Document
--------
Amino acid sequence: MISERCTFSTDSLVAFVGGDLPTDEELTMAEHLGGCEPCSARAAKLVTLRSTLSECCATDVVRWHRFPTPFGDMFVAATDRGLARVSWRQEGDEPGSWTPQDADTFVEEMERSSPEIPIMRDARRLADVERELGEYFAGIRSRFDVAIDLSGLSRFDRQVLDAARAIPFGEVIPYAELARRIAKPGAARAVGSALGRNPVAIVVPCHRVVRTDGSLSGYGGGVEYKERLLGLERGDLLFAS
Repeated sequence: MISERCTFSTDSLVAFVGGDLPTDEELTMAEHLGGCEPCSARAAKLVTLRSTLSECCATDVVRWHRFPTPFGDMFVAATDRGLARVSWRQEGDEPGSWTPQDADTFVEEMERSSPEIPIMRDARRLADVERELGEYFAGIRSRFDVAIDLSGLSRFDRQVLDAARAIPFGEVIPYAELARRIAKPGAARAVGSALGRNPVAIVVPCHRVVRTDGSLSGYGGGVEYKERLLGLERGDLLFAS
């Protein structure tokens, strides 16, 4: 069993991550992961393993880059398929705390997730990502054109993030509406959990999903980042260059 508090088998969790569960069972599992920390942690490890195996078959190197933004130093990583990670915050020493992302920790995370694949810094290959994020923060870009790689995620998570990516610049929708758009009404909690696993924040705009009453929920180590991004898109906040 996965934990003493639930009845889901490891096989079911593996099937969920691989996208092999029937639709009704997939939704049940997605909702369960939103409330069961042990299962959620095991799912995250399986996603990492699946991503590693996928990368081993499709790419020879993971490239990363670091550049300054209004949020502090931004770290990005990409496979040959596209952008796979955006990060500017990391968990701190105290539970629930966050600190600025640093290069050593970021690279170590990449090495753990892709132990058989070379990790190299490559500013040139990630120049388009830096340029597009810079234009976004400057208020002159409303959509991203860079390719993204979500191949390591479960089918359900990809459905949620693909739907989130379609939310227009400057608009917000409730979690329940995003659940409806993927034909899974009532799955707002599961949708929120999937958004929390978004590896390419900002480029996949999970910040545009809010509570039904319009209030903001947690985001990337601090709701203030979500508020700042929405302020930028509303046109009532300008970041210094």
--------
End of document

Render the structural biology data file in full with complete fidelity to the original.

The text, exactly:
Amino acid sequence: MISERCTFSTDSLVAFVGGDLPTDEELTMAEHLGGCEPCSARAAKLVTLRSTLSECCATDVVRWHRFPTPFGDMFVAATDRGLARVSWRQEGDEPGSWTPQDADTFVEEMERSSPEIPIMRDARRLADVERELGEYFAGIRSRFDVAIDLSGLSRFDRQVLDAARAIPFGEVIPYAELARRIAKPGAARAVGSALGRNPVAIVVPCHRVVRTDGSLSGYGGGVEYKERLLGLERGDLLFAS
Repeated sequence: MISERCTFSTDSLVAFVGGDLPTDEELTMAEHLGGCEPCSARAAKLVTLRSTLSECCATDVVRWHRFPTPFGDMFVAATDRGLARVSWRQEGDEPGSWTPQDADTFVEEMERSSPEIPIMRDARRLADVERELGEYFAGIRSRFDVAIDLSGLSRFDRQVLDAARAIPFGEVIPYAELARRIAKPGAARAVGSALGRNPVAIVVPCHRVVRTDGSLSGYGGGVEYKERLLGLERGDLLFAS
């Protein structure tokens, strides 16, 4: 069993991550992961393993880059398929705390997730990502054109993030509406959990999903980042260059 508090088998969790569960069972599992920390942690490890195996078959190197933004130093990583990670915050020493992302920790995370694949810094290959994020923060870009790689995620998570990516610049929708758009009404909690696993924040705009009453929920180590991004898109906040 996965934990003493639930009845889901490891096989079911593996099937969920691989996208092999029937639709009704997939939704049940997605909702369960939103409330069961042990299962959620095991799912995250399986996603990492699946991503590693996928990368081993499709790419020879993971490239990363670091550049300054209004949020502090931004770290990005990409496979040959596209952008796979955006990060500017990391968990701190105290539970629930966050600190600025640093290069050593970021690279170590990449090495753990892709132990058989070379990790190299490559500013040139990630120049388009830096340029597009810079234009976004400057208020002159409303959509991203860079390719993204979500191949390591479960089918359900990809459905949620693909739907989130379609939310227009400057608009917000409730979690329940995003659940409806993927034909899974009532799955707002599961949708929120999937958004929390978004590896390419900002480029996949999970910040545009809010509570039904319009209030903001947690985001990337601090709701203030979500508020700042929405302020930028509303046109009532300008970041210094």